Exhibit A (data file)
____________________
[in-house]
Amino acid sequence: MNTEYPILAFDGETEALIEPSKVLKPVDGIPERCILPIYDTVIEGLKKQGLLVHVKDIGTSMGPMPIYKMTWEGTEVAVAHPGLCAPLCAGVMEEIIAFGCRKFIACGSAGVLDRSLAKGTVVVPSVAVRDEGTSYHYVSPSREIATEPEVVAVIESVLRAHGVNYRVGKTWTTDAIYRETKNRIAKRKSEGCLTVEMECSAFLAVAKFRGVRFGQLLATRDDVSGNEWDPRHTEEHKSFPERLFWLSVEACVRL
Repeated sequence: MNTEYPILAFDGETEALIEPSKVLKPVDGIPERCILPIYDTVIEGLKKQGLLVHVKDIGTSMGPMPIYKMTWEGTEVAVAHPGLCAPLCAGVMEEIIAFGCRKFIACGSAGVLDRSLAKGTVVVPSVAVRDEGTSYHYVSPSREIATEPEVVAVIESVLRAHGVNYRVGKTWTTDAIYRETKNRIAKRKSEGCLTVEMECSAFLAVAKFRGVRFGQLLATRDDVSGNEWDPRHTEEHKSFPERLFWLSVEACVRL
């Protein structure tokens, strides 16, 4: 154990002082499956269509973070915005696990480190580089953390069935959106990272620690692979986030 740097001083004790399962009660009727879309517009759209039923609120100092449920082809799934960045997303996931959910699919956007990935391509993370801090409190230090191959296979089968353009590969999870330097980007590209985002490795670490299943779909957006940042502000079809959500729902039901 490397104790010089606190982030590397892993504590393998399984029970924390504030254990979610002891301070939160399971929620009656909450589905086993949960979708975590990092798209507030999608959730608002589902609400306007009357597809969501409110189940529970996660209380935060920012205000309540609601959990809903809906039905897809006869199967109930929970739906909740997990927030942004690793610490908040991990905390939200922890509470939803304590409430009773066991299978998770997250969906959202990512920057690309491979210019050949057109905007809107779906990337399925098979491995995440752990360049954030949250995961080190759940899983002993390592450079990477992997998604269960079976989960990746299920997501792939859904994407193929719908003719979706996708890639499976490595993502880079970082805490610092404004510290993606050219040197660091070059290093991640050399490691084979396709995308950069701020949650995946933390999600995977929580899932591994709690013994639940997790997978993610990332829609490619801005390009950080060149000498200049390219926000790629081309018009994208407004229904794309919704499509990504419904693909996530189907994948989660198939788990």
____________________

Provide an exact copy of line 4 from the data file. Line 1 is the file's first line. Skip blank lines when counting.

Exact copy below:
């Protein structure tokens, strides 16, 4: 154990002082499956269509973070915005696990480190580089953390069935959106990272620690692979986030 740097001083004790399962009660009727879309517009759209039923609120100092449920082809799934960045997303996931959910699919956007990935391509993370801090409190230090191959296979089968353009590969999870330097980007590209985002490795670490299943779909957006940042502000079809959500729902039901 490397104790010089606190982030590397892993504590393998399984029970924390504030254990979610002891301070939160399971929620009656909450589905086993949960979708975590990092798209507030999608959730608002589902609400306007009357597809969501409110189940529970996660209380935060920012205000309540609601959990809903809906039905897809006869199967109930929970739906909740997990927030942004690793610490908040991990905390939200922890509470939803304590409430009773066991299978998770997250969906959202990512920057690309491979210019050949057109905007809107779906990337399925098979491995995440752990360049954030949250995961080190759940899983002993390592450079990477992997998604269960079976989960990746299920997501792939859904994407193929719908003719979706996708890639499976490595993502880079970082805490610092404004510290993606050219040197660091070059290093991640050399490691084979396709995308950069701020949650995946933390999600995977929580899932591994709690013994639940997790997978993610990332829609490619801005390009950080060149000498200049390219926000790629081309018009994208407004229904794309919704499509990504419904693909996530189907994948989660198939788990």